Recalibrating: week in review

After the whirlwind of last week, I was predictably exhausted to start this week. But I also had a final exam Thursday night (yes NIGHT, why are night exams a thing, they are the worst, give me an 8am any day), so I had to push through until then. After that, predictably, I came down with a cold and slept about 10 hours a night all weekend. I think everything is better now.

Other than that, I managed to get some overdue chores done: grocery shopping, vacuuming, laundry, putting up the Christmas tree.

Yeah, my tree has a dark side because the pre-attached lights aren’t evenly distributed. I try to hide it as much as possible and not look too close. At least I control the ornament distribution.

I finished most of my Christmas shopping/making…or possibly all of it, depending on how ambitious I’m feeling about doing any more this week.

And started what I’m calling “recalibration” by acquainting myself with an old frenemy:

I got this book several years ago and did some of the exercises diligently for a few months; then it just sat on my shelf for a few years. Since I haven’t been able to run in about a month, it seemed like as good a time as any to pick it back up and go through the assessment chapter again.

Briefly, the assessment chapter contains a series of tests to find any biomechanical limitations that could lead to injury or otherwise limit your running. I “failed” 3 of the tests: ankle dorsiflexion, hip extension, and the bridge. I couldn’t quite reach the required range of motion for the ankle test because my injured ankle isn’t 100% back to its usual range of motion. The prescribed stretch to “fix” this doesn’t hurt my ankle, so I’ll be using it in hopes that it helps get my ankle back to normal.

The hip extension test is your basic half-kneeling hip flexor stretch, except it’s done inside a door frame and instead of moving forward, your goal is to get your back flat against the frame without feeling any stretch in your hip flexor/thigh. I massively failed this one since I didn’t even manage to get my back flat (no surprise). So, according to the author…it requires holding a stretch 3-5 minutes, 4-6 days a week, for 10-12 weeks, to actually lengthen tissues. I foresee a lot of reading while stretching in my future.

The bridge test involves holding a bridge position and noticing which muscles are “on”. The book says that if you feel tightness in your lower back, it means your glutes aren’t firing – but it doesn’t mention what’s going on if you (ahem, me) feel it mostly in your hamstrings. I suspect, though, that this goes back to hip flexor tightness too. I’ll probably incorporate some of the exercises that go with this test, but the hip extension is (again, no surprise) my biggest problem.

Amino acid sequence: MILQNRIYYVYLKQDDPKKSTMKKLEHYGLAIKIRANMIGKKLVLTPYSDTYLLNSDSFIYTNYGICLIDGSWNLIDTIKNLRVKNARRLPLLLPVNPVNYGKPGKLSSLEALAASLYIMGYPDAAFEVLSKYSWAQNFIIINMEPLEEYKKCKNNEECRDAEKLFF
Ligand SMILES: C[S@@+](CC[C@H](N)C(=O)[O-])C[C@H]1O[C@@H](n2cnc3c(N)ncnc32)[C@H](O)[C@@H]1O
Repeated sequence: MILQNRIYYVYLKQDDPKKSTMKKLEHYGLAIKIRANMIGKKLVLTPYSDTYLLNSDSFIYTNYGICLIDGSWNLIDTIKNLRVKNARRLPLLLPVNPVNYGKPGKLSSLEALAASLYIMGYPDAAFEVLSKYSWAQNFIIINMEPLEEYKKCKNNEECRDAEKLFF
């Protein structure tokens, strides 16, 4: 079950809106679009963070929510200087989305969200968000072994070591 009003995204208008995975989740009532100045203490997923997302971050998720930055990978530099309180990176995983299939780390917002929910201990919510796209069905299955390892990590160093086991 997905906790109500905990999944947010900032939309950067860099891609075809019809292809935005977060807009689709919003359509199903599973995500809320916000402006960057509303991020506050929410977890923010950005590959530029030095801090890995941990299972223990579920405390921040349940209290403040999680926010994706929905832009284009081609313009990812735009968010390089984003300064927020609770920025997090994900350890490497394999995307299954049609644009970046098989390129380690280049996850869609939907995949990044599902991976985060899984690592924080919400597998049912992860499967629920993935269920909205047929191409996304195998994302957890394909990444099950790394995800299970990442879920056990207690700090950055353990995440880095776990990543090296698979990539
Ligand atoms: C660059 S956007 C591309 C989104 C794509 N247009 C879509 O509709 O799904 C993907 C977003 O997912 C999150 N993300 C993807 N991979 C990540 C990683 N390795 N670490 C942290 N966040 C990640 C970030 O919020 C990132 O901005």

Since it takes 10-12 weeks to see results…I figure I should start now, if not sooner.


Do you have Anatomy for Runners? If so…what worked/didn’t work for you?

Exam time…8am or 5pm?


 Linking up with Meghan for week in review and HoHo Runs and MissSippiPiddlin for Weekly Wrap



12 Comment

  1. Cora says: Reply

    Of course you came down with a cold after your exam…. of course!

    Recalibration, or healing and strengthening or any sort, is a loonnnggg, tedious process. For anything. It requires so much dedication and patience. Probably why so many of us so quickly “give up” and rather choose to just live with our problems. Ugh. So good for you. Stick with it. I have super effed up hips. I’ve learned I actually can’t over stretch, but rather do long stretches combined with some resistance. I sometimes forget though. And then they’re screwed up again.

    I hope this week is a good one for you and if I don’t get to say it later, Merry Christmas 🙂
    Cora recently posted…Week In Review: The Cookie Making Gift Giving EditionMy Profile

    1. Hannah says: Reply

      Yes, those long stretches are what is supposed to actually help…unfortunately for my patience 🙂

      Merry Christmas to you too!

  2. This looks like a fascinating book, might have to check it out! Hope your exams went well.
    Wendy Hammond recently posted…Once A Month vs Once A Week Meal PreppingMy Profile

    1. Hannah says: Reply

      It is – I need to reread the whole thing!

  3. I have not seen this book yet but I am all about the strength training-I love it. My daughter also had night time exams-she was exhausted!
    Deborah Brooks recently posted…Spicy Thai Tofu Noodle SoupMy Profile

    1. Hannah says: Reply

      It’s really useful for the “why” of doing certain exercises.

  4. I have not heard of this book, but it sounds legit. I think I have a similar issue…my hamstrings seem to do the brunt of all “the work” while my glutes take a snooze…
    Kimberly Hatting recently posted…My #PlotTwist of a Year – Races & BlingMy Profile

    1. Hannah says: Reply

      It’s a common problem…and I know sitting a lot makes it worse but I’m also kinda lazy….

  5. Coco says: Reply

    Wow, that book sounds really interesting. I’m afraid I’d fail all the tests! All of my law school exams were at night – 6 – 9 pm I think. Blech.

    1. Hannah says: Reply

      If I only failed 3 out of 10, I can’t imagine that anyone would fail all of them 😉

      My exams fortunately aren’t 3 hours long….I don’t think I could make it to 9pm.

  6. I just like the fact that your tree has a dark side. Does it have jedi powers ??? lol 😀

    1. Hannah says: Reply

      If only, right?

Leave a Reply

CommentLuv badge

This site uses Akismet to reduce spam. Learn how your comment data is processed.